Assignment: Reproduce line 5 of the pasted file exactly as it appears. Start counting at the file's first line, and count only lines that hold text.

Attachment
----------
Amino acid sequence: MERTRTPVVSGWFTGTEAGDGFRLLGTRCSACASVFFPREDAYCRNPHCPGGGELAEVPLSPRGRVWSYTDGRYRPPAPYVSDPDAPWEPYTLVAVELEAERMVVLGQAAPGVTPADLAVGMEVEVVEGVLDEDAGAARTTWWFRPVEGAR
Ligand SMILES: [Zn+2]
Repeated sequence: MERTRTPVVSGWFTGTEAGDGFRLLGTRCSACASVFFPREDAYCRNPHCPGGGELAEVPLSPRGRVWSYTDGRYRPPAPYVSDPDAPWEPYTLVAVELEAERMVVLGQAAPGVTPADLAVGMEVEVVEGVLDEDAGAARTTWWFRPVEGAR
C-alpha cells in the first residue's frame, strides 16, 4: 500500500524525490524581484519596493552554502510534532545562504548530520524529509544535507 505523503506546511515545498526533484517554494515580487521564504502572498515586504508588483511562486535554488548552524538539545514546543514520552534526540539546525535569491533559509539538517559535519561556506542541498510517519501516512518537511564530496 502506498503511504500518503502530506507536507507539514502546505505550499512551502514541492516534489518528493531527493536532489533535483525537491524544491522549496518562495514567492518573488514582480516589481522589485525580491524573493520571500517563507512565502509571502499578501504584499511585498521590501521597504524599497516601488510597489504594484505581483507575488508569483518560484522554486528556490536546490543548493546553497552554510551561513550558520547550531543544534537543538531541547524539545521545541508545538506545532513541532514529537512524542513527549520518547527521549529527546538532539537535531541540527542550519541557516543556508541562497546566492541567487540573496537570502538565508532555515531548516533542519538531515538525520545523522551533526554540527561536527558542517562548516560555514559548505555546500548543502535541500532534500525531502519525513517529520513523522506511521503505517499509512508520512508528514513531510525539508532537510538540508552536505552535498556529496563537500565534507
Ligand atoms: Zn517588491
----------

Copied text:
Ligand atoms: Zn517588491